I’d have no problem with these exchanges being posted on the blog. Others may have the same questions, and I agree with what you do in your book studies: the brontosaurus-sized elephants in the room need to be acknowledged sooner rather than later.
12 thoughts on “A conversation about “Why did God create Satan?””
I agree wholeheartedly that God cannot do anything inconsistent or logically impossible, such as create square circles, divide by zero, and the like. However, I’m not convinced that human freedom and God’s omniscience result in such a situation. (Where God’s knowledge of the future is limited).
In his book, “God, Freedom, and Evil”, Alvin Plantinga lays out the typical argument against God’s omniscience including knowledge of our future actions and us being significantly free.The way he does so is in part as follows:
“1) If God knows in advance that X will do A, then it must be the case that X will do A.
2) If it must be the case that X will do A, then X is not free to refrain from A.
He then says that argument 1) can be broken down into two possible meanings, either:
1a) Necessarily, if God knows in advance that X will do A, then indeed X will do A.
1b) If God knows in advance that X will do A, then it is necessary that X will do A.”
If 1b) were true then yes, we’d either have to reject human free will or the traditional version of God’s omniscience as including all future events.
If we accept 1a) as being true, then there doesn’t seem to be a problem. God knowing the truth of a future event does not cause that event to occur. In fact, the person could choose differently but the only consequence of that would be that God would also have known otherwise.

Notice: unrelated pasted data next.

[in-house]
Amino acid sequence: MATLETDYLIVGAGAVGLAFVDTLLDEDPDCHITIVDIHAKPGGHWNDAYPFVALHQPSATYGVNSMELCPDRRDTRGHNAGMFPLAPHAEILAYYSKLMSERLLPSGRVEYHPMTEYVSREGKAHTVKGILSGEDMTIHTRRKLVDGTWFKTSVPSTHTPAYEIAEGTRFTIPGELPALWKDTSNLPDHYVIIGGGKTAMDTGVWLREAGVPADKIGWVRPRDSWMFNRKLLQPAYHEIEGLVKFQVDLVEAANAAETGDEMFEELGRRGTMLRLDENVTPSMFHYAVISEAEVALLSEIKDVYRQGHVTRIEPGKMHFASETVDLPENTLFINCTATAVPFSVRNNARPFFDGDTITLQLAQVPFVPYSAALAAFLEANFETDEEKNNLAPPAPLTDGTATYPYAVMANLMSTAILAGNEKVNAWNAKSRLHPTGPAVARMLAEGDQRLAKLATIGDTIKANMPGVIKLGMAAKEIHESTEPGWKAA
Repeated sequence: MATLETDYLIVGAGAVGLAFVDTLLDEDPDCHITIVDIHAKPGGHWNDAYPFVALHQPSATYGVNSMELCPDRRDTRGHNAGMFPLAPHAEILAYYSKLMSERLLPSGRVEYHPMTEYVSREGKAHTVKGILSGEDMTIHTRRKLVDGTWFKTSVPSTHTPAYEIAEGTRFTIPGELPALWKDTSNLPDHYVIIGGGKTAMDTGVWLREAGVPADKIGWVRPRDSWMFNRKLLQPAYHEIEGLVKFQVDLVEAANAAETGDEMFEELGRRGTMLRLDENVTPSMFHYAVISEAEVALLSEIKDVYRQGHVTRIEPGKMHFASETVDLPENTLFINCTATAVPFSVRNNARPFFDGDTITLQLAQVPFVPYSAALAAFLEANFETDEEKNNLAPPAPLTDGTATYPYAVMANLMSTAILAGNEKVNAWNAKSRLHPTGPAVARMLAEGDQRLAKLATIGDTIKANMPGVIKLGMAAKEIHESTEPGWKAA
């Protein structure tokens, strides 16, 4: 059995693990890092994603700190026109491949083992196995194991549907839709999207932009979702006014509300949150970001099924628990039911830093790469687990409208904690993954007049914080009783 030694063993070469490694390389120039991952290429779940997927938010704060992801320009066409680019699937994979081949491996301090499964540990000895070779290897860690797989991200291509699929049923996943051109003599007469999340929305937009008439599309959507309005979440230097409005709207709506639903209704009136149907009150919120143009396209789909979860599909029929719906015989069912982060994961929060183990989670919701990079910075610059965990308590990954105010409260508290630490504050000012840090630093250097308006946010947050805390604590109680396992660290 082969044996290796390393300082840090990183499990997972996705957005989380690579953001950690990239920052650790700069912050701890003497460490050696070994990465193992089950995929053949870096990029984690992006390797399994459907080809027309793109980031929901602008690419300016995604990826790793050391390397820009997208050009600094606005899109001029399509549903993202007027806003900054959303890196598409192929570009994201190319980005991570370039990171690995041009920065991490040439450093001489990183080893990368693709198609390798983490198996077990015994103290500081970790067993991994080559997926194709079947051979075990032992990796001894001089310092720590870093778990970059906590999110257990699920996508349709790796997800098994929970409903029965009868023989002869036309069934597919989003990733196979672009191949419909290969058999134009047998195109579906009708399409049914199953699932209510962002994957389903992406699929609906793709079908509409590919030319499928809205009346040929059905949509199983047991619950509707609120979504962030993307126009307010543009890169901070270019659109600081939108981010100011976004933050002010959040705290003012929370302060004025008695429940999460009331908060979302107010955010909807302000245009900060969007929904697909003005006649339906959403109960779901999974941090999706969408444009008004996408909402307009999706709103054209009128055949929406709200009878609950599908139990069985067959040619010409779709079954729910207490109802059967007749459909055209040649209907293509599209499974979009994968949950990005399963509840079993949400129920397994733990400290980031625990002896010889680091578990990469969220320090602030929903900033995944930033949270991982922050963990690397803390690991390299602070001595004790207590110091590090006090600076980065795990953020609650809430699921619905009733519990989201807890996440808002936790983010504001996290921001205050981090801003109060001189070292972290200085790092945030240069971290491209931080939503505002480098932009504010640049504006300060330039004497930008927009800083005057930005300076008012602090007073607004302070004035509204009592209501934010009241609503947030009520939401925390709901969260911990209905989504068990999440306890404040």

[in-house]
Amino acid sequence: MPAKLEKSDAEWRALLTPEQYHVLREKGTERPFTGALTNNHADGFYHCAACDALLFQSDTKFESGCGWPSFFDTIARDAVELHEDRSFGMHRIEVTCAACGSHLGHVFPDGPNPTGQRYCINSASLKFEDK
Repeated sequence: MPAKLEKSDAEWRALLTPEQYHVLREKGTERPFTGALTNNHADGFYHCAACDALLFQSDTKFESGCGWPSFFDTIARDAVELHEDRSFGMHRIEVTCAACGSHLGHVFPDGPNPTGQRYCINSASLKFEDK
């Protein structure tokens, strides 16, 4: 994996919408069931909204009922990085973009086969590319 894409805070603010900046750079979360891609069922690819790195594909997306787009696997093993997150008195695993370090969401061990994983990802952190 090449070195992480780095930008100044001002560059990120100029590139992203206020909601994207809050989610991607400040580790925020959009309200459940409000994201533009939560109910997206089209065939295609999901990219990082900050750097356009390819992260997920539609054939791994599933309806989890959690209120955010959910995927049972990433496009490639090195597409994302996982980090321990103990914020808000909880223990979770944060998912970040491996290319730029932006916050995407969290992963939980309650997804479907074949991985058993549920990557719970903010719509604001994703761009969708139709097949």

I don’t really see how God’s omniscience and human free will result in a situation that is analogous to dividing by zero. Since God’s knowing and our doing aren’t causally related, I don’t see why you have reached the conclusion that God can’t know beyond the present.
Thank you very much for sharing these observations. I do have to question, however: how could X do other than A if God knew in advance that X would do A? Talking about a situation in which “the person could choose differently but . . . God would also have known otherwise” suggests that God simultaneously “knew” that X would do A and that X would not do A. Here we are back in the realm of logical contradictions.
I should also specify that my conclusion is not that God can’t know beyond the present. There are plenty of present processes whose future effects can be foreseen. I’m only arguing that the future choices of truly free moral agents can’t be foreseen, since they are not predetermined. God might know what a person is likely to do, and know this with such precision that it is virtual certainty. But this is not the same thing as knowing what the person will do. That can’t be known in advance, by anyone, if the person is truly free.